First Look At Don Cheadle In Costume For Miles Davis Biopic
Actor Don Cheadle’s obsession with Miles Davis began as a child with the jazz trumpeter’s album Porgy and Bess, a beloved staple of his family’s music collection. Now, Cheadle will make his feature film directorial debut with a crowdfunded biopic on Davis that will focus on the musician’s transition into music after a five-year hiatus—otherwise known as his “silent period”—and tumultuous relationship with first wife Frances Taylor Davis.
In an EW exclusive of the actor in character, Cheadle gave fans a first look at his interpretation of the icon during in the period leading up to his 1969 jazz-rock fusion recording In a Silent Way. “It’s surreal,” says the 49-year-old House of Lies actor, who in the photograph totes a trumpet and sports Davis’ trademark jheri-curled mullet.
The biopic—which will co-star Ewan McGregor, Michael Stuhlbarg and Emayatzy Corinealdi—begins shooting this week in Cincinnati after being in development for nearly a decade. Cheadle spoke to EW about the independent film—which he co-wrote—and shared details about how he was approached by the Davis family to profile the prodigious talent, why he turned to jazz heads to crowdsource funding, and explained why he’s set on making a movie that Davis himself “would want to star in.”
Check out a few interview snippets of Don explaining his relationship with this role
EW: So you’re a longtime fan; you admired him as an artist and man. How did you decide that you were going to make a movie? It’s no small thing to embark on a project like this … especially not in this case, where you’re approaching this independently.
DC: This was something that had been a periphery for me. I never thought about portraying him, really. I had done several other quote-unquote biopics and was always struck by the limitations they presented, because they were trying to be historically accurate. Let’s be honest, any biopic is a series of omissions and conflations of events and amalgamations of characters. And you’re trying to have a movie experience under three hours, so in the process you condense people’s lives from cradle to grave, so things tend to feel episodic and event-oriented as opposed to a story about people and relationships and a character.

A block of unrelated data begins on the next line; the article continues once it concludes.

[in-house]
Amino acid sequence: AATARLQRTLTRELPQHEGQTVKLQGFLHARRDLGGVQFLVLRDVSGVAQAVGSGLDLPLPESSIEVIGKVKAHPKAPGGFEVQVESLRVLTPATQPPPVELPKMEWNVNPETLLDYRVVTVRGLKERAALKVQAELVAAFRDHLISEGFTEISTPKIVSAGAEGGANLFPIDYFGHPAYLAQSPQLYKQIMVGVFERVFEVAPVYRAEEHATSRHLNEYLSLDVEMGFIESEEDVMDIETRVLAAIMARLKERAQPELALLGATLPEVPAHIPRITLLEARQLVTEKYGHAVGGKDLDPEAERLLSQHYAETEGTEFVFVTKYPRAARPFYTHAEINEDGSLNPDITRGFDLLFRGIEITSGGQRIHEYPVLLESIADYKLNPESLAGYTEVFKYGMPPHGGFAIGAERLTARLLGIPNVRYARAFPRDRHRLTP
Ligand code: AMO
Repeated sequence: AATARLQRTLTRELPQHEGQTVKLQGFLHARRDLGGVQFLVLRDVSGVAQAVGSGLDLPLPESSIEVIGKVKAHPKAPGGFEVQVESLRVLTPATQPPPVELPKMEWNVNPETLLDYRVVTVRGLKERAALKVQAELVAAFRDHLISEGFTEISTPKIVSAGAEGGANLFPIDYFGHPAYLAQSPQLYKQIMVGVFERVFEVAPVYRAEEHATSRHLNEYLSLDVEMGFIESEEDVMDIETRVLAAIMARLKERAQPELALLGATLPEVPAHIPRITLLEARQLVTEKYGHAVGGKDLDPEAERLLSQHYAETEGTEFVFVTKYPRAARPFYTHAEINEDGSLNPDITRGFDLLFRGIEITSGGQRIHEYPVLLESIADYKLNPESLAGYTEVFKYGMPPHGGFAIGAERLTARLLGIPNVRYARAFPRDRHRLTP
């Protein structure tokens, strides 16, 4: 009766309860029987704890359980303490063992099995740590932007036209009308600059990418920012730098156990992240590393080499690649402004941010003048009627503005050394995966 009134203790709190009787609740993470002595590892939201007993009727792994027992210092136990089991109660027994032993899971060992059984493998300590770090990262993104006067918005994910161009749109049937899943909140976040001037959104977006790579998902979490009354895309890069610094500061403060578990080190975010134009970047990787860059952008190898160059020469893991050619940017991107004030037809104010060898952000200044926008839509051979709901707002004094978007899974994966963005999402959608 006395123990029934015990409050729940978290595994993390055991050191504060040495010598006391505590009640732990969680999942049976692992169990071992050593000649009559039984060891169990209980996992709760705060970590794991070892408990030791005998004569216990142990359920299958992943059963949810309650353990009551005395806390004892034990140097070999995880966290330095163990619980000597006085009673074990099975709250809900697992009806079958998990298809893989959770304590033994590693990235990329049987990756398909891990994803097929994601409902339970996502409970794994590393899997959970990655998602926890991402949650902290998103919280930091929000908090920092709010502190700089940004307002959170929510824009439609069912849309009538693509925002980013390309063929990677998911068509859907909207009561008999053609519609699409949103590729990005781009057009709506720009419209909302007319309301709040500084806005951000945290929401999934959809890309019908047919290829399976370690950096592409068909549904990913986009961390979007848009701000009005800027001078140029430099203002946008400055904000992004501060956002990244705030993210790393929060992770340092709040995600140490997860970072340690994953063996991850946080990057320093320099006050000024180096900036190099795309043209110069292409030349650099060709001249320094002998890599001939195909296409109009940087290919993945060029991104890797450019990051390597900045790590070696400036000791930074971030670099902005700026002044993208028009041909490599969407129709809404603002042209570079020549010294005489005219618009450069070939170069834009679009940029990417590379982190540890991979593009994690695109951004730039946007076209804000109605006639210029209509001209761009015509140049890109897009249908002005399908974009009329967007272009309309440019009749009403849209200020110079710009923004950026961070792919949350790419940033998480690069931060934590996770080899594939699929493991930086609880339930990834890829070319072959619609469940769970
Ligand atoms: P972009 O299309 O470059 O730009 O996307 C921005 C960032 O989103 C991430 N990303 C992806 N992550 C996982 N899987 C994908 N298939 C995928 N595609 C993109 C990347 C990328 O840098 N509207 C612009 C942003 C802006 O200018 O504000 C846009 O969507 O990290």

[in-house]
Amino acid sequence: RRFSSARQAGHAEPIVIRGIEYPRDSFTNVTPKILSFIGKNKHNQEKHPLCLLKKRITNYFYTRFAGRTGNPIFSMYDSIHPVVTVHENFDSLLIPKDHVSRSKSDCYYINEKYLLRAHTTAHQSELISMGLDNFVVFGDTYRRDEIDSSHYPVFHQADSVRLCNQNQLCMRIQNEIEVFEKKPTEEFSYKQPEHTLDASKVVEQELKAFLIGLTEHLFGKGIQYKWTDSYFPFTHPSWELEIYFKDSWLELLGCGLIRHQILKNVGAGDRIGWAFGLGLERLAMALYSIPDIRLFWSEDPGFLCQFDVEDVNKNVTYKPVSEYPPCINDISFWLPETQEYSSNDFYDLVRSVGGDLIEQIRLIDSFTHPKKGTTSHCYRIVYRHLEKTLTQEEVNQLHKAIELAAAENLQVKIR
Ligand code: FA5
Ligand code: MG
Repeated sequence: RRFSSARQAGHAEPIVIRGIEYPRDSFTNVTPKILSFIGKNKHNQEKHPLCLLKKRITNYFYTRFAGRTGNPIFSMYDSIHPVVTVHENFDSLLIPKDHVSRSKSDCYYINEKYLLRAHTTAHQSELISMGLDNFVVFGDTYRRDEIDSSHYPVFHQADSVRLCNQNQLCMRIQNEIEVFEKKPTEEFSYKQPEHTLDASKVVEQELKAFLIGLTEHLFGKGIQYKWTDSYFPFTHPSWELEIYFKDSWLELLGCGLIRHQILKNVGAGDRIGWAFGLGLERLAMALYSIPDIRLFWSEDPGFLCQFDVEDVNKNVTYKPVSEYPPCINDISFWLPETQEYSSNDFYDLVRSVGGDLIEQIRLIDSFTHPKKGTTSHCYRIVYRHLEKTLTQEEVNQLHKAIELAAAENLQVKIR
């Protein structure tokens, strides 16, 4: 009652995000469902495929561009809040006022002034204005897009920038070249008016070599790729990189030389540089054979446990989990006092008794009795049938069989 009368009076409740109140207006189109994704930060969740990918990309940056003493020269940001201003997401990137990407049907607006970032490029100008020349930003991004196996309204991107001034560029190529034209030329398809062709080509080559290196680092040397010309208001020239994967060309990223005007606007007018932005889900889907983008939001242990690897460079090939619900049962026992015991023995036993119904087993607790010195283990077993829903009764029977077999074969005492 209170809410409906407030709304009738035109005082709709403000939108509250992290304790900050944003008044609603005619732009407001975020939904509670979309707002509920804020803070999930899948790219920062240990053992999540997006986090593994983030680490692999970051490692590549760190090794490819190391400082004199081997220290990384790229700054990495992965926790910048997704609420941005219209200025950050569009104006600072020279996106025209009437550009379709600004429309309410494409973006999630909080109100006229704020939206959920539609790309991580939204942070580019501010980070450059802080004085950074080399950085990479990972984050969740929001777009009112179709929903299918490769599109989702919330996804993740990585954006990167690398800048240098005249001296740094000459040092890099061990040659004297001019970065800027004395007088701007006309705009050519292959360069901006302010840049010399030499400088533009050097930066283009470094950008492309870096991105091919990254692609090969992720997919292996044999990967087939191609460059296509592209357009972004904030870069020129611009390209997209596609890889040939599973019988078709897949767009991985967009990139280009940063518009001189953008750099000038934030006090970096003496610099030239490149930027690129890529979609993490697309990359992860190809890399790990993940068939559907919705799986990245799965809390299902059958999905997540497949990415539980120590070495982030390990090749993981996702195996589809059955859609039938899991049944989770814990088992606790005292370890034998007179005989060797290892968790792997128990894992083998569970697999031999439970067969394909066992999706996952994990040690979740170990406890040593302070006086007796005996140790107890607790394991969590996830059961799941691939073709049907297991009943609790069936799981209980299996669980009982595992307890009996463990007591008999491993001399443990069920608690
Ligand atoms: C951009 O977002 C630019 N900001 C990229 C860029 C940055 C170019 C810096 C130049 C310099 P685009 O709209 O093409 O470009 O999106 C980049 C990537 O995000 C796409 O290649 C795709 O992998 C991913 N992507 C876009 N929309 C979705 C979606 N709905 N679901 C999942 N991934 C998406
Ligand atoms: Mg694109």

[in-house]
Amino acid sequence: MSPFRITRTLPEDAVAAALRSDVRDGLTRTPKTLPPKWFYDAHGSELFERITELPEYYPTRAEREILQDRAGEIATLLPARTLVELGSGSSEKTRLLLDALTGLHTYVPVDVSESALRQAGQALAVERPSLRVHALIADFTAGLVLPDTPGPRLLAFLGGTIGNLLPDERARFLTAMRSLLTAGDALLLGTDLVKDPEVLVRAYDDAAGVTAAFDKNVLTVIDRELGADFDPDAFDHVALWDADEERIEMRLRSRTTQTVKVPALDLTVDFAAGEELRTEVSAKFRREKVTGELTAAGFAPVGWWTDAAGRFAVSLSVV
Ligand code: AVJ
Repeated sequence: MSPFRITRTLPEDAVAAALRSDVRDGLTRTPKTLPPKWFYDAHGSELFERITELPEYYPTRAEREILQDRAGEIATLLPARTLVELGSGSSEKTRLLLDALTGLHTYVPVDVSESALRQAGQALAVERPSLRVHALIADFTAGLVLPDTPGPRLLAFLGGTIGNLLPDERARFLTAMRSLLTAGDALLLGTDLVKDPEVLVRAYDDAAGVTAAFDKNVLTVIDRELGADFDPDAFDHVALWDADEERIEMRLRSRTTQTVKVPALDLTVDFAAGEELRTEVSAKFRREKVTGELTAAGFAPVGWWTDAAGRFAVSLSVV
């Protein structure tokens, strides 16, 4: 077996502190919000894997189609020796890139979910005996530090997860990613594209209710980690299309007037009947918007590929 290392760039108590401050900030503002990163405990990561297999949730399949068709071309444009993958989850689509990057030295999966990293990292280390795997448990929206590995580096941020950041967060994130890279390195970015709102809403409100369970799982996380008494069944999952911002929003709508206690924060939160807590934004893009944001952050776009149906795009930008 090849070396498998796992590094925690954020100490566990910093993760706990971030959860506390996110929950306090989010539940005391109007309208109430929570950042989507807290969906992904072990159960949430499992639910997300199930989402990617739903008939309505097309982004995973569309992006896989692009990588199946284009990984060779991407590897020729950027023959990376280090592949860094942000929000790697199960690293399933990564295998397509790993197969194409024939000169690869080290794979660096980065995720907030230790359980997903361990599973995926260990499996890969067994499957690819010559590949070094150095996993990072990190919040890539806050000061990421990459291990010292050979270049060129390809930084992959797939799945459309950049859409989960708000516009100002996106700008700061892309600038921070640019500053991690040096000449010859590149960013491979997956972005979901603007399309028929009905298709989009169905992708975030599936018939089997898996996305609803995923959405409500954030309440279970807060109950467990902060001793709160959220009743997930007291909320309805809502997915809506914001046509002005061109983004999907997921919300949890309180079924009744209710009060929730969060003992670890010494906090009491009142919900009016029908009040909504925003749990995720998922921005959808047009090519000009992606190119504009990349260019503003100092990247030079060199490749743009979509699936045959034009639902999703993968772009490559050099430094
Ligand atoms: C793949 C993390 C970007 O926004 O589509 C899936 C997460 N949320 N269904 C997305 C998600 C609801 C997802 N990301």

So I didn’t want to do another biopic. So when I heard the idea, from various people who had played with him, producers, writers, that this could potentially be something, I thought, ‘if the script is great, I would be open to it since he’s always been a fascinating figure to me.’
And then, in 2008, when Miles was inducted into the Rock and Roll Hall of Fame, his nephew was interviewed and was asked, ‘Would you ever do a movie on his life?” He said yes, and that Don Cheadle is going to play him. And I was like ‘I am?’
Sounds like this flick literally fell into his lap
EW: So don’t call this a biopic.
DC: You can if you want, and there are elements of it that would make it that. But to me, that was something I was rejecting. I wasn’t interested in that, and I’m not interested by all the things that a traditional biopic does. I want to tell a hot story that’s full of his music that feels impressionistic in that it finds a way to incorporate all his musical styles and influences and ideas. It needs to feel like his approach: “I don’t care about what happened before. I’m about what’s happening now and about what’s happening next.” That’s Miles’ marching orders to me.
Based on the photo and Don Cheadle’s track record for being a GREAT actor, we think this one is a must-see. You feelin’ it?
Image via Entertainment Weekly